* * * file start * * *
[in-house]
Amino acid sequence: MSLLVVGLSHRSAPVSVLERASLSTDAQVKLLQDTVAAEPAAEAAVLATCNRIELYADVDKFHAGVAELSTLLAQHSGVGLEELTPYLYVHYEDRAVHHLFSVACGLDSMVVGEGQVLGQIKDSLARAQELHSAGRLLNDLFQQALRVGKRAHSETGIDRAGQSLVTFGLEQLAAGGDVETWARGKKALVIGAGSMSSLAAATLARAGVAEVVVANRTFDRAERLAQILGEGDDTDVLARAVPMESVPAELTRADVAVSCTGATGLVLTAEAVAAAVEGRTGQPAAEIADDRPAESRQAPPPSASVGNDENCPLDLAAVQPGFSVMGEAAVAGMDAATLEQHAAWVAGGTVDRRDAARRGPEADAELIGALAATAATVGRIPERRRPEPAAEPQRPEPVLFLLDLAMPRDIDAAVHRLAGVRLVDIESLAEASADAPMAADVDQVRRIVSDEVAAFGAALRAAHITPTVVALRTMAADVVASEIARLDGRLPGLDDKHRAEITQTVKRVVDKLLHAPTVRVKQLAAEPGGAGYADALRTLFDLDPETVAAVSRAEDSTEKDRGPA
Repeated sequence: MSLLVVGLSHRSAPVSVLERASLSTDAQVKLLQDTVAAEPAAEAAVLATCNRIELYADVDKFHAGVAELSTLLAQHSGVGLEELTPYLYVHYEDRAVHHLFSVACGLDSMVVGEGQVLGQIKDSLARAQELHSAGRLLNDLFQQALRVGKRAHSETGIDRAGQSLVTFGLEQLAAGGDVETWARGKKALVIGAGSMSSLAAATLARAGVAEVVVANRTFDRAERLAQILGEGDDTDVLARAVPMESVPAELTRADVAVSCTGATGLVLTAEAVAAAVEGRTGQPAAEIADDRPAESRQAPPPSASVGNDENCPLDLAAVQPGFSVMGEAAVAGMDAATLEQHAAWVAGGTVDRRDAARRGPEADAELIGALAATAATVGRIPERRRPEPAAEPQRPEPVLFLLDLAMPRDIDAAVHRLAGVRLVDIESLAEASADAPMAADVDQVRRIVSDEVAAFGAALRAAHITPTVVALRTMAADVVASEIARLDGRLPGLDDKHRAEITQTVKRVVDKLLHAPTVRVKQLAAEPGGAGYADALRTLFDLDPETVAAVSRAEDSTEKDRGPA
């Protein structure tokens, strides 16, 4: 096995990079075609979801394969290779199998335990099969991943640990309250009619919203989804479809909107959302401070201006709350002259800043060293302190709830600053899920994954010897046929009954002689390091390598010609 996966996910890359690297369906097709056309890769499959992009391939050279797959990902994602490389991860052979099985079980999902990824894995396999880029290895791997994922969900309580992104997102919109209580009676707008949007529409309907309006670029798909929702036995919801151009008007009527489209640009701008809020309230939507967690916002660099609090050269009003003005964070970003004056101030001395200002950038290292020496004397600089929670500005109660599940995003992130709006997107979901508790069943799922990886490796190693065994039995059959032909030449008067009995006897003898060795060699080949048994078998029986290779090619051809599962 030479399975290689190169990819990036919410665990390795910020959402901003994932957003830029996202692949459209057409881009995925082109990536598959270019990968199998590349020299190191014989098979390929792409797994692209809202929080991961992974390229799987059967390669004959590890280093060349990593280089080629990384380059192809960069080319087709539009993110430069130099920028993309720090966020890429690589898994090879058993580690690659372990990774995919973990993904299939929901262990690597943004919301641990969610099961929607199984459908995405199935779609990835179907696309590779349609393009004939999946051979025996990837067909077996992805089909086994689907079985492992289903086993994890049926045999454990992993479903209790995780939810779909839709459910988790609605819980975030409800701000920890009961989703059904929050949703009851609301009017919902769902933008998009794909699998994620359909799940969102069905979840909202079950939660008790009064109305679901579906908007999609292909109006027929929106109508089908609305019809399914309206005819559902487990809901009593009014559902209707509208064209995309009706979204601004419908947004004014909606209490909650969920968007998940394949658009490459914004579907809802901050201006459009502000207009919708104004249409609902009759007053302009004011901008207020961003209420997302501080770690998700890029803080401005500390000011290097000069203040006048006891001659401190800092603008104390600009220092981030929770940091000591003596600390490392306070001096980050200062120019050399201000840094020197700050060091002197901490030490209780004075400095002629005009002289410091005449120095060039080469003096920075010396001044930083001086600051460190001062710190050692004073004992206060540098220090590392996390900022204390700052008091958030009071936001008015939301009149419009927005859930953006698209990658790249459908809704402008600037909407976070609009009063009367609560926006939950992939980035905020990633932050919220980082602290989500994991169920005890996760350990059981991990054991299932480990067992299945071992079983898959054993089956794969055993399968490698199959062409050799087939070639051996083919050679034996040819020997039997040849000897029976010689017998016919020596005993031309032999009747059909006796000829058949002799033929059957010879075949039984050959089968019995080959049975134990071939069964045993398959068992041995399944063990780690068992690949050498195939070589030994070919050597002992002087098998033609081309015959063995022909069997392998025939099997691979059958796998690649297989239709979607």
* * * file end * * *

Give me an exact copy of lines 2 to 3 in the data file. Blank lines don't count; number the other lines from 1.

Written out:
Amino acid sequence: MSLLVVGLSHRSAPVSVLERASLSTDAQVKLLQDTVAAEPAAEAAVLATCNRIELYADVDKFHAGVAELSTLLAQHSGVGLEELTPYLYVHYEDRAVHHLFSVACGLDSMVVGEGQVLGQIKDSLARAQELHSAGRLLNDLFQQALRVGKRAHSETGIDRAGQSLVTFGLEQLAAGGDVETWARGKKALVIGAGSMSSLAAATLARAGVAEVVVANRTFDRAERLAQILGEGDDTDVLARAVPMESVPAELTRADVAVSCTGATGLVLTAEAVAAAVEGRTGQPAAEIADDRPAESRQAPPPSASVGNDENCPLDLAAVQPGFSVMGEAAVAGMDAATLEQHAAWVAGGTVDRRDAARRGPEADAELIGALAATAATVGRIPERRRPEPAAEPQRPEPVLFLLDLAMPRDIDAAVHRLAGVRLVDIESLAEASADAPMAADVDQVRRIVSDEVAAFGAALRAAHITPTVVALRTMAADVVASEIARLDGRLPGLDDKHRAEITQTVKRVVDKLLHAPTVRVKQLAAEPGGAGYADALRTLFDLDPETVAAVSRAEDSTEKDRGPA
Repeated sequence: MSLLVVGLSHRSAPVSVLERASLSTDAQVKLLQDTVAAEPAAEAAVLATCNRIELYADVDKFHAGVAELSTLLAQHSGVGLEELTPYLYVHYEDRAVHHLFSVACGLDSMVVGEGQVLGQIKDSLARAQELHSAGRLLNDLFQQALRVGKRAHSETGIDRAGQSLVTFGLEQLAAGGDVETWARGKKALVIGAGSMSSLAAATLARAGVAEVVVANRTFDRAERLAQILGEGDDTDVLARAVPMESVPAELTRADVAVSCTGATGLVLTAEAVAAAVEGRTGQPAAEIADDRPAESRQAPPPSASVGNDENCPLDLAAVQPGFSVMGEAAVAGMDAATLEQHAAWVAGGTVDRRDAARRGPEADAELIGALAATAATVGRIPERRRPEPAAEPQRPEPVLFLLDLAMPRDIDAAVHRLAGVRLVDIESLAEASADAPMAADVDQVRRIVSDEVAAFGAALRAAHITPTVVALRTMAADVVASEIARLDGRLPGLDDKHRAEITQTVKRVVDKLLHAPTVRVKQLAAEPGGAGYADALRTLFDLDPETVAAVSRAEDSTEKDRGPA